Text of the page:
25th August

in AWS

EC2 load balancer appliance rocks, and its FREE… for now anyway.

Posted by Malcolm Turnbull

Update: Sorry but as of Wednesday 6th Oct 2010, the free lifetime license is no longer available!

OK, so let me begin by saying that I am both excited and slightly scared by our latest product. I’m excited because after playing around with it in the Amazon cloud, I’ve become slightly addicted to launching multiple instances in different parts of the world and load balancing the traffic seamlessly. I’m slightly scared because this could change our whole business model from hardware load balancer vendor to online SAAS (Software As A Service) provider.

So why does the new Loadbalancer.org EC2 ENTERPRISE rock?

The Loadbalancer.org EC2 ENTERPRISE provides a simple and flexible cloud application management tool (aka. Load Balancer). You simply fire up an instance from our public ami, configure it for your application cluster and then for disaster recovery purposes simply bundle up the whole ami (pre configured).

“Hang on a minute, Doesn’t  the Amazon cloud already have a load balancing service?”, I here you say.

Ah yes, Amazons load balancing service is very good and very fast but:

  1. It is layer 4 only (round robin).
  2. Doesn’t support SSL termination
  3. Doesn’t support Cookies
  4. Doesn’t support WAN or SNAT load balancing (i.e. non-local servers)
  5. Doesn’t support URL matching rules or multiple backend clusters.
  6. Doesn’t support application maintenance modes
  7. Doesn’t support customized health checks

The Loadbalancer.org EC2 ENTERPRISE does all of the above (actually point 7 not yet but it will – fixed in RC-1 :-). )

cloudlb

Now before you get too excited, this product is currently a BETA and by that I mean when you have it configured and tested it is probably perfectly fine in production BUT while configuring it and testing don’t be surprised if you find some gotchas in the web interface! It is also almost feature complete, it does most things that you would require it too and does them well….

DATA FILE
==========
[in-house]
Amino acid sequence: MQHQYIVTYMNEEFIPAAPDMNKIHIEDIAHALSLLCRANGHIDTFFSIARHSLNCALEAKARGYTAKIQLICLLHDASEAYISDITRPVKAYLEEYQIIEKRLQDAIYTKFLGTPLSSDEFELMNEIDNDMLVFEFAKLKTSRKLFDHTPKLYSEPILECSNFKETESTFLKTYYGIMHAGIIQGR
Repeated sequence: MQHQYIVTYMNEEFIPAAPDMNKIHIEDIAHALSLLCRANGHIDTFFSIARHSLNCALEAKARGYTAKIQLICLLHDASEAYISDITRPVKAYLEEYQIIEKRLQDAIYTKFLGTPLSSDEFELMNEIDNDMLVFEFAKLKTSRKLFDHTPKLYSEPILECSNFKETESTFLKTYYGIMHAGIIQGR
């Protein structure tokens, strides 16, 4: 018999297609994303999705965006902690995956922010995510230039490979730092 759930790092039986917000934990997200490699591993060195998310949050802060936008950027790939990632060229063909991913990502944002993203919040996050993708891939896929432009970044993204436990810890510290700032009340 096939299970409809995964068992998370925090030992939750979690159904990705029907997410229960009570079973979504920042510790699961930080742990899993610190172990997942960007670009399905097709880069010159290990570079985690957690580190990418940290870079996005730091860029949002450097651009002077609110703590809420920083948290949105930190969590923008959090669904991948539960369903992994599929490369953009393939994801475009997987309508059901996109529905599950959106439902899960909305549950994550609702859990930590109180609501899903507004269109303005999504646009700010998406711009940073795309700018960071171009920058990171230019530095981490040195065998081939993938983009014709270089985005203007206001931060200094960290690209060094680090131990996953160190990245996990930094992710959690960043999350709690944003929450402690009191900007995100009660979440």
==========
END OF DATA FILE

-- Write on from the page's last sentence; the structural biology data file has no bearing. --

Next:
Its a long story but this product has been in development hell (alpha) for nearly two years now!

So I have personally taken a solid week to kick it into its current BETA6 shape, and intend to get it to RC1 pretty damn quickly….

I’m a strong believer in Trump’s “Ready, Fire, Aim”:

” So anyone who uses the Loadbalancer.org EC2 ENTERPRISE (BETA) gets a free perpetual license (on request) to use the finished product and all future versions!”

Another reason for this is that we really need feedback on how to develop this product further, with questions like:

  • Does it need the ability to remotely start instances when load increases?
  • Does it need a heartbeat failover mechanism or just scripted ami failover?
  • Does it need SNMP / graphical statistics?
  • Is it fine as it is?

Warning: The following screen shot is not pretty… but it is functional and server maintenance is seamless and AJAXified….

backends

So you’ve either left by now or hopefully I’ve caught your interest!

So how do you get started with testing? Simple just open your AWS console (or Elastic Fox) and search for the public ami (ami-5eb9932a): loadbalancer.org/ENTERPRISE-EC2-v1-demo.manifest.xml
But make sure you are searching in EU-WEST… or US-EAST @ loadbalancer.org-us-east/ENTERPRISE-EC2-v1-demo.manifest.xml

find_public_ami

Once you’ve found it, simply right click it and say start instance!

Obviously you are going to need a security group with a few useful ports open:

  • 22 – SSH : Always useful
  • 9443 : This is your access to the web administration interface (Its HTTPS access only)
  • 7777 : This is for administrative access to the HAProxy status report
  • 80 & 443 : You will probably want these open in order to put some test clusters on them

Once the instance is up and running find the public DNS and access the web interface with something like:

https://ec2-79-125-XX-XX.eu-west-1.compute.amazonaws.com:9443/

username: loadbalancer
password: loadbalancer

To set up a cluster:

  • Click on the Server tab
  • Add a front end called F1 with port 80 and backend B1, mode = http.
Label Ports Default backend Mode
F1 80 B1 http
  • Then add a new back end called B1,persistence=cookies,fallback=127.0.0.1:80